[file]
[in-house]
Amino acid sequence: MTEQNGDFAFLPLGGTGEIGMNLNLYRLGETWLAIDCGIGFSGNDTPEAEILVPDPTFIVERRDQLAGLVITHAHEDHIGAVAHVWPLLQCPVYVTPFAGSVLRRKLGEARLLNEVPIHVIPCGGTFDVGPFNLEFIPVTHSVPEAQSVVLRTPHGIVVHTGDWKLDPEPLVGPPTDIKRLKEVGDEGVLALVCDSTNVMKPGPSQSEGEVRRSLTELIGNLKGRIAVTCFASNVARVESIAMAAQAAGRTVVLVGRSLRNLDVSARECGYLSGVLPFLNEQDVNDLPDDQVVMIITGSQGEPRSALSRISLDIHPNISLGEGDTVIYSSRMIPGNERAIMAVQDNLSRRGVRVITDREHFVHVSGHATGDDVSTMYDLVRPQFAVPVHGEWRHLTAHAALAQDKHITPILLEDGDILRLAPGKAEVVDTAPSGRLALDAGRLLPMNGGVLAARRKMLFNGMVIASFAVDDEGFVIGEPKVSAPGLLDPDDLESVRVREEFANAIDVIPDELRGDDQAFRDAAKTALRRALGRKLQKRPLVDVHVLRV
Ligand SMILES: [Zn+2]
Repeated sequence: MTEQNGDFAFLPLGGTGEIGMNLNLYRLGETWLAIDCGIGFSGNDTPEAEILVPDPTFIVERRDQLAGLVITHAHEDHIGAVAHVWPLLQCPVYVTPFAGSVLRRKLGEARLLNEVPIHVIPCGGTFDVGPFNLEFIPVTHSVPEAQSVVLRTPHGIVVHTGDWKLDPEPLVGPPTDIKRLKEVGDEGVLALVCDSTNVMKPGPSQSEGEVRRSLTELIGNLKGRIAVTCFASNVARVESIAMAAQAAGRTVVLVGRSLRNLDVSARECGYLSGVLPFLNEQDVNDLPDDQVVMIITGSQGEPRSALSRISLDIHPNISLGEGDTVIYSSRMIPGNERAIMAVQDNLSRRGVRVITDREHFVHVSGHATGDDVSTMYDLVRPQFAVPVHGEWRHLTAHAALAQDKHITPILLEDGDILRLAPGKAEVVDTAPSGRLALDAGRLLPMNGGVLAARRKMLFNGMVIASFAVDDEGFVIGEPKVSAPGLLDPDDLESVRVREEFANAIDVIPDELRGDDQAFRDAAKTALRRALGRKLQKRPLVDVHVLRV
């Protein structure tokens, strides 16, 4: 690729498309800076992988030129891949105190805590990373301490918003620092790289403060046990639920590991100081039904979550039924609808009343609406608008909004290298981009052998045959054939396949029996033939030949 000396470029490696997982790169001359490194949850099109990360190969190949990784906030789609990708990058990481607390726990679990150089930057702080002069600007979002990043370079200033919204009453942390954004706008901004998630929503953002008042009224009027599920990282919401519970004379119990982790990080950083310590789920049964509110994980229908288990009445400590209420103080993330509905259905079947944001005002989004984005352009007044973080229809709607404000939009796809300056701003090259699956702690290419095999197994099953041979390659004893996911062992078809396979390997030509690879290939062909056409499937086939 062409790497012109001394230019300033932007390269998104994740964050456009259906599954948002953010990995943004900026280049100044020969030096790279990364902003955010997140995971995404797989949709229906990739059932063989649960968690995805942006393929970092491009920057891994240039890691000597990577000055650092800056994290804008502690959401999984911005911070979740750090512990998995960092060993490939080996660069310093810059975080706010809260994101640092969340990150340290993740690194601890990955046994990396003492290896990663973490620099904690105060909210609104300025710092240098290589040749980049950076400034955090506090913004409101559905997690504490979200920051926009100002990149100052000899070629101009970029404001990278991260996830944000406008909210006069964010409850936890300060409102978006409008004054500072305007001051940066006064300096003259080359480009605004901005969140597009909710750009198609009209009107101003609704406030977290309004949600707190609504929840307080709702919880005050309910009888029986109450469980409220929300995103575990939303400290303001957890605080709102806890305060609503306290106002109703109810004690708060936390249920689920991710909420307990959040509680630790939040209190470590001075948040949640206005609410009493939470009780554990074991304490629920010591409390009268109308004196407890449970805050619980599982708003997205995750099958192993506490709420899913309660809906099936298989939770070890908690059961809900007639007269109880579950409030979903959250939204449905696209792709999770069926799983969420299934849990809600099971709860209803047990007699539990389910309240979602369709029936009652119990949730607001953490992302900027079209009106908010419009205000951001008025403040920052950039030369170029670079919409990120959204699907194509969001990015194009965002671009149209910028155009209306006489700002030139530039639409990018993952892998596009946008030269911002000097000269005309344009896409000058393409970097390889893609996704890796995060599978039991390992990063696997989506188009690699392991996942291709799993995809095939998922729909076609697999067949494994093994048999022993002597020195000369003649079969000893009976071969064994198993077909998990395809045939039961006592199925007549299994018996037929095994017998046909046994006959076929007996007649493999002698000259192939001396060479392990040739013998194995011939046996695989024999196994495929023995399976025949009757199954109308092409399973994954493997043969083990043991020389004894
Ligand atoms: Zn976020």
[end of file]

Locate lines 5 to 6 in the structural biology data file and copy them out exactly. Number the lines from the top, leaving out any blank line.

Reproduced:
């Protein structure tokens, strides 16, 4: 690729498309800076992988030129891949105190805590990373301490918003620092790289403060046990639920590991100081039904979550039924609808009343609406608008909004290298981009052998045959054939396949029996033939030949 000396470029490696997982790169001359490194949850099109990360190969190949990784906030789609990708990058990481607390726990679990150089930057702080002069600007979002990043370079200033919204009453942390954004706008901004998630929503953002008042009224009027599920990282919401519970004379119990982790990080950083310590789920049964509110994980229908288990009445400590209420103080993330509905259905079947944001005002989004984005352009007044973080229809709607404000939009796809300056701003090259699956702690290419095999197994099953041979390659004893996911062992078809396979390997030509690879290939062909056409499937086939 062409790497012109001394230019300033932007390269998104994740964050456009259906599954948002953010990995943004900026280049100044020969030096790279990364902003955010997140995971995404797989949709229906990739059932063989649960968690995805942006393929970092491009920057891994240039890691000597990577000055650092800056994290804008502690959401999984911005911070979740750090512990998995960092060993490939080996660069310093810059975080706010809260994101640092969340990150340290993740690194601890990955046994990396003492290896990663973490620099904690105060909210609104300025710092240098290589040749980049950076400034955090506090913004409101559905997690504490979200920051926009100002990149100052000899070629101009970029404001990278991260996830944000406008909210006069964010409850936890300060409102978006409008004054500072305007001051940066006064300096003259080359480009605004901005969140597009909710750009198609009209009107101003609704406030977290309004949600707190609504929840307080709702919880005050309910009888029986109450469980409220929300995103575990939303400290303001957890605080709102806890305060609503306290106002109703109810004690708060936390249920689920991710909420307990959040509680630790939040209190470590001075948040949640206005609410009493939470009780554990074991304490629920010591409390009268109308004196407890449970805050619980599982708003997205995750099958192993506490709420899913309660809906099936298989939770070890908690059961809900007639007269109880579950409030979903959250939204449905696209792709999770069926799983969420299934849990809600099971709860209803047990007699539990389910309240979602369709029936009652119990949730607001953490992302900027079209009106908010419009205000951001008025403040920052950039030369170029670079919409990120959204699907194509969001990015194009965002671009149209910028155009209306006489700002030139530039639409990018993952892998596009946008030269911002000097000269005309344009896409000058393409970097390889893609996704890796995060599978039991390992990063696997989506188009690699392991996942291709799993995809095939998922729909076609697999067949494994093994048999022993002597020195000369003649079969000893009976071969064994198993077909998990395809045939039961006592199925007549299994018996037929095994017998046909046994006959076929007996007649493999002698000259192939001396060479392990040739013998194995011939046996695989024999196994495929023995399976025949009757199954109308092409399973994954493997043969083990043991020389004894
Ligand atoms: Zn976020």